Dear SlingShot Trader Subscriber,
After yesterday’s pullback in the Dow Jones Industrial Average and the S&P 500, traders are a little on edge wondering if we just saw the start of what could turn out to be a major pullback.
While a pullback is certainly not guaranteed at this point, the chances of seeing a pullback in the near term are increasing.
Here are three things that point to a pullback:
– Lack of support for a Greek bond swap
– Less-impressive economic announcements in the United States.
– Slowing rate of positive earnings surprises in the S&P 500.
Lack of Support for a Greek Bond Swap
Tomorrow, 3 p.m. ET is the deadline for all Greek bondholders to signal whether they are willing to participate in a Greek bond swap or not. At this point, it doesn’t look like the proposal is garnering enough support to be carried out, without enacting the new collective action clauses (CAC) the Greek government retroactively inserted into many bonds and thereby triggering credit default swaps (CDS) on Greek bonds.
If that happens, watch for a pullback on Wall Street because nobody knows just how interconnected financial institutions are in their exposure to Greek CDS.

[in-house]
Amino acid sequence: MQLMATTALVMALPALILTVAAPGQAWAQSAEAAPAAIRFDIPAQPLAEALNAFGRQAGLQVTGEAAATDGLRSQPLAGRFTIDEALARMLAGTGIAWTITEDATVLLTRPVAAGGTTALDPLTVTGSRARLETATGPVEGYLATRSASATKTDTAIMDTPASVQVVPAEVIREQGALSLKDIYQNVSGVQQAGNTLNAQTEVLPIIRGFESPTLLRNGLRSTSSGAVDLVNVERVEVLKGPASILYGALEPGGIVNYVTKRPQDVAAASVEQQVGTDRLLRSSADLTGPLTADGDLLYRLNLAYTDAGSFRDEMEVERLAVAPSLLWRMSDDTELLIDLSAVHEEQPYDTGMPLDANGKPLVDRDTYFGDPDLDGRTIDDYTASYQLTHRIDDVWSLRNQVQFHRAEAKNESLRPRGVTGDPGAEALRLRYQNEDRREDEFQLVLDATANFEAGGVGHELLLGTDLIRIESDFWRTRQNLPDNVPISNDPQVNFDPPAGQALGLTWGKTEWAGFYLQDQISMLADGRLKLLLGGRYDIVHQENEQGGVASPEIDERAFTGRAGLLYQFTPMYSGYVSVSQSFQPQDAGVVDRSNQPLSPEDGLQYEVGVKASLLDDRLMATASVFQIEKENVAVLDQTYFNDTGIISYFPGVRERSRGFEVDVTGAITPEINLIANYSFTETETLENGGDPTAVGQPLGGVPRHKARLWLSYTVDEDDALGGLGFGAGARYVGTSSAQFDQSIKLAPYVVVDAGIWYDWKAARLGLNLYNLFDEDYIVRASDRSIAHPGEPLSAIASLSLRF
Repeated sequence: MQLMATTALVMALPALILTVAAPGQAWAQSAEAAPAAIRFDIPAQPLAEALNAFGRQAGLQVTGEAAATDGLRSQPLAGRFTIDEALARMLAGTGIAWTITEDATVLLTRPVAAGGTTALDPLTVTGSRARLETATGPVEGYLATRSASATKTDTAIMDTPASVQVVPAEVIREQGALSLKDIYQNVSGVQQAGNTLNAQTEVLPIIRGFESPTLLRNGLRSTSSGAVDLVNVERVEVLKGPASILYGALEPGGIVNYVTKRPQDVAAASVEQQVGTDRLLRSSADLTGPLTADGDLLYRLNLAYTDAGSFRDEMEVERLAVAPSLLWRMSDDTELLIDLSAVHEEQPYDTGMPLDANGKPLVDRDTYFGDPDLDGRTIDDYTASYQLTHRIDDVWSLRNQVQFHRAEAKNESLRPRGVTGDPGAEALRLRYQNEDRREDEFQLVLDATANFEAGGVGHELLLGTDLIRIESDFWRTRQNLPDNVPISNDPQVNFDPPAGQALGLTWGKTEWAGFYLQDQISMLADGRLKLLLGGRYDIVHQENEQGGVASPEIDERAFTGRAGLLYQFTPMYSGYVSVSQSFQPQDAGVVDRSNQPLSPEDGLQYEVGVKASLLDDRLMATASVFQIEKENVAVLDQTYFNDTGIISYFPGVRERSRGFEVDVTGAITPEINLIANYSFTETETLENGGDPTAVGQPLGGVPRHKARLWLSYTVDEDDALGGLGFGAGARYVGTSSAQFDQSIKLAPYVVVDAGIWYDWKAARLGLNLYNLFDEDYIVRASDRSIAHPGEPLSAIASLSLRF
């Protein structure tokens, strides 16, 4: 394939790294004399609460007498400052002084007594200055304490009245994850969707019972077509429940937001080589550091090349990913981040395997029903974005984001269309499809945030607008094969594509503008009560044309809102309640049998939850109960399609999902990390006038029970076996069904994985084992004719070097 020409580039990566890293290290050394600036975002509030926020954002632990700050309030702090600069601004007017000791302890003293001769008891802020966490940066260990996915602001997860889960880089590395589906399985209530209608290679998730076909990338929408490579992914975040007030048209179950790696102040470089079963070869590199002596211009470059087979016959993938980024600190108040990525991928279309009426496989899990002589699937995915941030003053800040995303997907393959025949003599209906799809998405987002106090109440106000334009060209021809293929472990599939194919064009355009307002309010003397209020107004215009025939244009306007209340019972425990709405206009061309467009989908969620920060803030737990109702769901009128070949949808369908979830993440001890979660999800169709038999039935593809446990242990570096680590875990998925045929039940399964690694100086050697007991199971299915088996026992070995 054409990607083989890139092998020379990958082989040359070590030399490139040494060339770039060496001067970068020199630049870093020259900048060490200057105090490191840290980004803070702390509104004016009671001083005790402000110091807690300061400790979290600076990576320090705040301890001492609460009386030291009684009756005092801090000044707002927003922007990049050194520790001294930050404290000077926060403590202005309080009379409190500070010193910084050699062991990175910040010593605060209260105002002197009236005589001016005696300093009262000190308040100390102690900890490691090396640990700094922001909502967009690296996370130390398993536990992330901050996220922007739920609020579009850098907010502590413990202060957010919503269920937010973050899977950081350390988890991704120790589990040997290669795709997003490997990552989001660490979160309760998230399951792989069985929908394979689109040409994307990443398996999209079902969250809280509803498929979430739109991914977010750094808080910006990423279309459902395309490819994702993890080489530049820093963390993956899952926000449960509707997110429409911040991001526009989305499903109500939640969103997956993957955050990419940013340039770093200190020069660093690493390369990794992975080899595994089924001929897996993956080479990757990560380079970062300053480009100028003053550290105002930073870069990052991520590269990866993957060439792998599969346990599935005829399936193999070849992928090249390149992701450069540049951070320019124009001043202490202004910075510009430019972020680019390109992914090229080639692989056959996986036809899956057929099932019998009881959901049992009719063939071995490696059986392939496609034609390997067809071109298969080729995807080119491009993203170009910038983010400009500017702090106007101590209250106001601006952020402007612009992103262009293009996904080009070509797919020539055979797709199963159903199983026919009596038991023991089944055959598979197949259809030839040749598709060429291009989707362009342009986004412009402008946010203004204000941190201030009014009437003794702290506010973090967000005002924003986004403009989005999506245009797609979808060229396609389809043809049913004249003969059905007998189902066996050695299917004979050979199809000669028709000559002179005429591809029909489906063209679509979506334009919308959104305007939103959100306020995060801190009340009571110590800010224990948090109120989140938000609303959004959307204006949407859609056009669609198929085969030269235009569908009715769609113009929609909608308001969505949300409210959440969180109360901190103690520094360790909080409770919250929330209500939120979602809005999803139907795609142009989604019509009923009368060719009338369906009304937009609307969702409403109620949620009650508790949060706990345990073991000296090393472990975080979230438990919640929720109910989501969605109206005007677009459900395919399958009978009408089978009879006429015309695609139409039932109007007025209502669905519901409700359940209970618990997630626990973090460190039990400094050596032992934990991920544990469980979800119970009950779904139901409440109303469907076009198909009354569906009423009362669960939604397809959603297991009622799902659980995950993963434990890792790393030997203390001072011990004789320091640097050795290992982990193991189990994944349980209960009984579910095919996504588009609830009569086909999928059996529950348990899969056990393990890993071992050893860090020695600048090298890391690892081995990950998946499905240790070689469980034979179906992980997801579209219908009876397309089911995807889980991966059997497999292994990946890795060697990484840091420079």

Less-Impressive Economic Announcements
For the last six months, or so, we have seen positive surprise after positive surprise on theU.S.economic calendar. Whether you’ve been looking at housing numbers, consumer confidence or manufacturing, the numbers have been surprisingly good. Sure, they haven’t been rock-star good, but they’ve been better-than-expected.
Unfortunately, that trend is changing somewhat. While we are still seeing positive economic surprises, the magnitude of those surprises is dropping off. You can see it represented here on a chart of the Citigroup U.S. Economic Surprise Index.
Citigroup U.S. Economic Surprise Index (courtesy of Bloomberg.com)
Notice how the index skyrocketed in the latter part of 2011, but has been forming lower highs and lower lows since January 2012.
That decline in the magnitude of positive economic surprises is taking some of the wind out of the bullish sails on Wall Street.
Slowing Rate of Positive Earnings Surprises
Two weeks ago, we talked about the slowing trend we were seeing in earnings surprises. This trend is continuing. According to Standard & Poors, of the 485 components of the S&P 500 that have reported earnings for last quarter, only 285 companies (58.76%) beat their Wall Street expectations – while 142 companies (29.28%) missed their estimates and 58 companies (11.96%) reported earnings that were in line with estimates.
While you may look at these numbers and think that 58.76% of the S&P 500 components beating estimates is a good thing, you have to keep in mind that it’s not the number itself that matters the most – it’s the direction that number is moving. In previous quarters, we saw far more than 60% of S&P 500 components beating their estimates.